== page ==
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Schio is the chief town of the Leogra Valley and has approximately 38.000 inhabitants. The Leogra Valley is a large furrow opening onto a plain-where Schio stands- then winding north west towards the Pian delle Fugazze Pass, at the foot of Mount Pasubio, between the spurs of Mount Summano, Mount Novegno and the small Dolomites.

 

The oldest document referring to it dates back to the year 983 during the Middle Ages, when the Bishop of Vicenza granted the monks of the Monastery of San Felice a court in Scledo (the name Schio derives from Ascledum which means a place where ischi-oaks-grow).

 

It is understood, therefore, that Schio owes its initial development to the Benedictines, who erected their monastery on the Gorzone Hill, where the Cathedral now stands.

The centre of the town developed around the Pedemontana and Tridentina Crossroads (Corobbo), Gorzone hill and the overlooking Castle Hill.

 

The population of Schio was so small that the seat of the local ecclesiastical authority remained in nearby Belvicino until 1122.

 

In the Middle Ages Schio was the fief of the Maltraversi Counts, and became a Commune owned and governed by Ezzelino da Romano, the Scaligeri family, the Visconti family and the nobleman Gorgio de’ Cavalli.

 

The Roggia Maestra, a branch of the Leogra torrent excavated towards the middle of the thirteenth century along the boundary between Schio and Pievebelvicino, played a fundamental role in the development of Schio. The canal has determined the town’s economic fabric and the structure of its urban centre, which it traverses with a system of 12 locks.

 

In 1406 Schio became part of the Veneto Republic and was ruled by a vicar, appointed annually by the Vicenza administration.

 

In an attempt to liberate itself from the dominion of the city of Vicenza, Schio sided with the pro-imperial forces during the Cambrai war and in 1514 the Serenissima (Republic of Venice) destroyed the town’s castle as punishment.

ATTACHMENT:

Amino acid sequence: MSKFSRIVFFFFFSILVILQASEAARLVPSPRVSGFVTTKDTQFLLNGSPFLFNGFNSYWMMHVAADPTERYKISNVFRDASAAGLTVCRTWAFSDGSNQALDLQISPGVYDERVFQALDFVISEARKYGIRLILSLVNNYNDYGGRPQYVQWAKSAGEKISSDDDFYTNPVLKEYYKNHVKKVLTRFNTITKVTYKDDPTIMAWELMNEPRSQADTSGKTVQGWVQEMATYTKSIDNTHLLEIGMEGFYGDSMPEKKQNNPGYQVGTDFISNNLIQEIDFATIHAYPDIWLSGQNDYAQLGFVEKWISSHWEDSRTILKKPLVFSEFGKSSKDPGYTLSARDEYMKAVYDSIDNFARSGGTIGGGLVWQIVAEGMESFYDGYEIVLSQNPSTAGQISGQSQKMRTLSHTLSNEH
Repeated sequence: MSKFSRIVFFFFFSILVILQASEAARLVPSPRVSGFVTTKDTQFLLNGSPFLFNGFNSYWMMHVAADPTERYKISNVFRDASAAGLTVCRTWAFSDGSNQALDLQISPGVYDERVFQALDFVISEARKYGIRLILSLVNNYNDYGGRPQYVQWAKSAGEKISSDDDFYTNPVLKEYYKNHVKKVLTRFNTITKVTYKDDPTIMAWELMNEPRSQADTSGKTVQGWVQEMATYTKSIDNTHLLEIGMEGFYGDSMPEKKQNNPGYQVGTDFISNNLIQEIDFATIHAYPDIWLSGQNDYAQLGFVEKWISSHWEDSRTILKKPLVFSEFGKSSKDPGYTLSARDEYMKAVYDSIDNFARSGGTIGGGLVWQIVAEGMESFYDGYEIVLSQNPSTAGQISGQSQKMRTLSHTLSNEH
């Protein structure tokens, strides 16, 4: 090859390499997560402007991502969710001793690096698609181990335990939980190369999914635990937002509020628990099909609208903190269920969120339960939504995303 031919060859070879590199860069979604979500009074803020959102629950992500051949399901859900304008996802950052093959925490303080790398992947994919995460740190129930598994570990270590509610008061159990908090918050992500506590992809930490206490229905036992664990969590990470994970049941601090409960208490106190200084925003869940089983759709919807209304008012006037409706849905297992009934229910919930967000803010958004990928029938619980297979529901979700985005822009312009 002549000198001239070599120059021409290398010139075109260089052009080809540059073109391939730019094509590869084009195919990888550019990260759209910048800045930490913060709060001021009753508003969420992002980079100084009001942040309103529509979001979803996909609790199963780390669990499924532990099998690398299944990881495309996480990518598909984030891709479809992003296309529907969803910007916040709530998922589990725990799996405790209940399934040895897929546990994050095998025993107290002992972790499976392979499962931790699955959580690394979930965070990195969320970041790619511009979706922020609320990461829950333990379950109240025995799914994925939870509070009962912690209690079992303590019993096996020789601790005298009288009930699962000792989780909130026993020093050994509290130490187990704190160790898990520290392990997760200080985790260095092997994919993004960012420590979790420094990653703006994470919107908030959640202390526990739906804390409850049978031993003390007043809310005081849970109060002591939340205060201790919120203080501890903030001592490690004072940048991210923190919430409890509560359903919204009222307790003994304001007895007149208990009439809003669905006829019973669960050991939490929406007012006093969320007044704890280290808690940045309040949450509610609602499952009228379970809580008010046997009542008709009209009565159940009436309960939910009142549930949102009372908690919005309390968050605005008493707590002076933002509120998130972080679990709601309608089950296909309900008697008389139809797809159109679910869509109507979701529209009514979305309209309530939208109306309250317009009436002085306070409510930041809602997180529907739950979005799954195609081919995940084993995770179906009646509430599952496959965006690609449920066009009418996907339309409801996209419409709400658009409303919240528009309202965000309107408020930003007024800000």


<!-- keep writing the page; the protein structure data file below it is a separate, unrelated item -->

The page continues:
The 16th and 17th centuries saw the construction of new roads, public and religious buildings such as the Churches of S. Pietro and S. Maria in Valle, the Capuchin Monastery and the Baratto Hospital.

 

In the 18th century Vicenza granted Schio the right, which had been denied up until then, to manufacture wide cloth. This event, together with the foundation of the first wool mill based on new manufacturing methods and updated techniques by the Venetian nobleman Niccolò Tron, and the state incentives and benefits, favoured Schio’s economic take-off.

 

During this period the entrepreneurial class, having a strong tradition in textile crafts, was revitalised in terms people, means and attitude.

 

But Schio’s golden era was undoubtedly the nineteenth century, when Alessandro Rossi, transformed the original wool mill founded by his father in 1817 in Contrà Sareo, now  via Pasubio, into the biggest textile complex in Italy. Schio became the capital of the wool industry, Italy’s Manchester, the civitas of Rossi’s ideological concept, and involving the entire territory in particular Pievebelvicino, Torrebelvicino, Santorso and Piovene Rocchette in his enterprise.

 

In the 19th century, the silk industry began to flourish alongside the wool industry, and evidence of its dimensions can still be seen in the former Bressan Silk Mill. The mechanical industry developed, the Saccardo Factory was set up and specialised in supplying shuttles and accessories to the textile sector, the mining industry took off with the mining of kaolin in the Tretto Kaolin Plant and the Marzari printing business was founded.

 

Schio’s economic and cultural dynamism continued into the first decade of the 20th century with the emergence of new industries, the construction of the Teatro Civico (Civic Theatre), of monuments to Alessandro Rossi and the Pasini brothers, of Art Nouveau buildings.

 

After the fear, the deprivation and the bombing suffered during the two world wars, the town made a slow economic recovery accompanied by urban expansion. 

Today Schio lives in comparative affluence and is the major centre of attraction of the Alto Vicentino (Upper Vicenza province).

 

Just a short distance from Vicenza, a  UNESCO World Heritage Site, which is rich in important historical and architectural features – the name Andrea Palladio says it all! – and close to the splendid walled towns of Bassano del Grappa and Marostica, as well as the Asiago tablelands, an area evocative of war memories and famous for its tourist facilities, Schio is the ideal place to visit


Schio

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